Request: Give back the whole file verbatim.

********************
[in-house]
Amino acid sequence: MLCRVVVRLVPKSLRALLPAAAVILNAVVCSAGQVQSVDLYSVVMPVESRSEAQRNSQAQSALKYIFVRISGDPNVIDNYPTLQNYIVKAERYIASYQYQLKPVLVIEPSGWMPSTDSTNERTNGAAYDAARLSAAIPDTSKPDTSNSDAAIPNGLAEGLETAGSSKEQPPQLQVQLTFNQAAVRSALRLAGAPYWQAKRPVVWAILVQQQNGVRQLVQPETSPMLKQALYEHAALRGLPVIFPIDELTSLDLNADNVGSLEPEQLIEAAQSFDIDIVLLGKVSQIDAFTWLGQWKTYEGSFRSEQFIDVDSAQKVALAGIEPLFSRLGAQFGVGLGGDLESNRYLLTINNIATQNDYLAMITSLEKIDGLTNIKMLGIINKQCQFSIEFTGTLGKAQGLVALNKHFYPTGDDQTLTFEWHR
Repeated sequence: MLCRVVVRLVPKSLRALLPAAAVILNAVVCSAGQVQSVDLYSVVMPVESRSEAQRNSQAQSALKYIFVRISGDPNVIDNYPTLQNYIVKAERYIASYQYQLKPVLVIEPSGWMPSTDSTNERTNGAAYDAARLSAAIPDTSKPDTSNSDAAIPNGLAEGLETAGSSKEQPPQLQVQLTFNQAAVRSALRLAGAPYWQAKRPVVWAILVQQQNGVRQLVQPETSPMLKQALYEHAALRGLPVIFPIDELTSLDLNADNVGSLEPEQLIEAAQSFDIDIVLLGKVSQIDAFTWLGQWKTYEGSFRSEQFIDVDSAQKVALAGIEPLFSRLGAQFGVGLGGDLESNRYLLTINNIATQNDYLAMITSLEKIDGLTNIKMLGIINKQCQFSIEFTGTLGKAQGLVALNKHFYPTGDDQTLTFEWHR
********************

[in-house]
Amino acid sequence: MLCRVVVRLVPKSLRALLPAAAVILNAVVCSAGQVQSVDLYSVVMPVESRSEAQRNSQAQSALKYIFVRISGDPNVIDNYPTLQNYIVKAERYIASYQYQLKPVLVIEPSGWMPSTDSTNERTNGAAYDAARLSAAIPDTSKPDTSNSDAAIPNGLAEGLETAGSSKEQPPQLQVQLTFNQAAVRSALRLAGAPYWQAKRPVVWAILVQQQNGVRQLVQPETSPMLKQALYEHAALRGLPVIFPIDELTSLDLNADNVGSLEPEQLIEAAQSFDIDIVLLGKVSQIDAFTWLGQWKTYEGSFRSEQFIDVDSAQKVALAGIEPLFSRLGAQFGVGLGGDLESNRYLLTINNIATQNDYLAMITSLEKIDGLTNIKMLGIINKQCQFSIEFTGTLGKAQGLVALNKHFYPTGDDQTLTFEWHR
Repeated sequence: MLCRVVVRLVPKSLRALLPAAAVILNAVVCSAGQVQSVDLYSVVMPVESRSEAQRNSQAQSALKYIFVRISGDPNVIDNYPTLQNYIVKAERYIASYQYQLKPVLVIEPSGWMPSTDSTNERTNGAAYDAARLSAAIPDTSKPDTSNSDAAIPNGLAEGLETAGSSKEQPPQLQVQLTFNQAAVRSALRLAGAPYWQAKRPVVWAILVQQQNGVRQLVQPETSPMLKQALYEHAALRGLPVIFPIDELTSLDLNADNVGSLEPEQLIEAAQSFDIDIVLLGKVSQIDAFTWLGQWKTYEGSFRSEQFIDVDSAQKVALAGIEPLFSRLGAQFGVGLGGDLESNRYLLTINNIATQNDYLAMITSLEKIDGLTNIKMLGIINKQCQFSIEFTGTLGKAQGLVALNKHFYPTGDDQTLTFEWHR